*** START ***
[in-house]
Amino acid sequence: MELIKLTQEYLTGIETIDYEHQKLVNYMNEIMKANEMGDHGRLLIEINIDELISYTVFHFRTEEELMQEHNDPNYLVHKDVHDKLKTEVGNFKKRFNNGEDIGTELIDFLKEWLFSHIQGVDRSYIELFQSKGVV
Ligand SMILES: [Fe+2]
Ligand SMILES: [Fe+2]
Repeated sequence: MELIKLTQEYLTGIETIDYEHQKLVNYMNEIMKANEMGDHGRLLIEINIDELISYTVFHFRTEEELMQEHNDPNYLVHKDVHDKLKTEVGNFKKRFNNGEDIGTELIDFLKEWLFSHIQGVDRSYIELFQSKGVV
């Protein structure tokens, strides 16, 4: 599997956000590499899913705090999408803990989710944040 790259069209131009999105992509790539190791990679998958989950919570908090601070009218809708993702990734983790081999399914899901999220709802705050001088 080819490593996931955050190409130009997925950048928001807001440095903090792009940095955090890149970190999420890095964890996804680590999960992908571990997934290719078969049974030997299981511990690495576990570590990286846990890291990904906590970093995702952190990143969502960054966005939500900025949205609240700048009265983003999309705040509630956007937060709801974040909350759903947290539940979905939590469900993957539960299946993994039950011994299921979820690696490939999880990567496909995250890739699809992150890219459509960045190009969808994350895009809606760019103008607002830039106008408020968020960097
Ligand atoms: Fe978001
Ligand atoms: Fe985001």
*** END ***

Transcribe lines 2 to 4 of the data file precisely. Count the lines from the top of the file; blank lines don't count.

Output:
Amino acid sequence: MELIKLTQEYLTGIETIDYEHQKLVNYMNEIMKANEMGDHGRLLIEINIDELISYTVFHFRTEEELMQEHNDPNYLVHKDVHDKLKTEVGNFKKRFNNGEDIGTELIDFLKEWLFSHIQGVDRSYIELFQSKGVV
Ligand SMILES: [Fe+2]
Ligand SMILES: [Fe+2]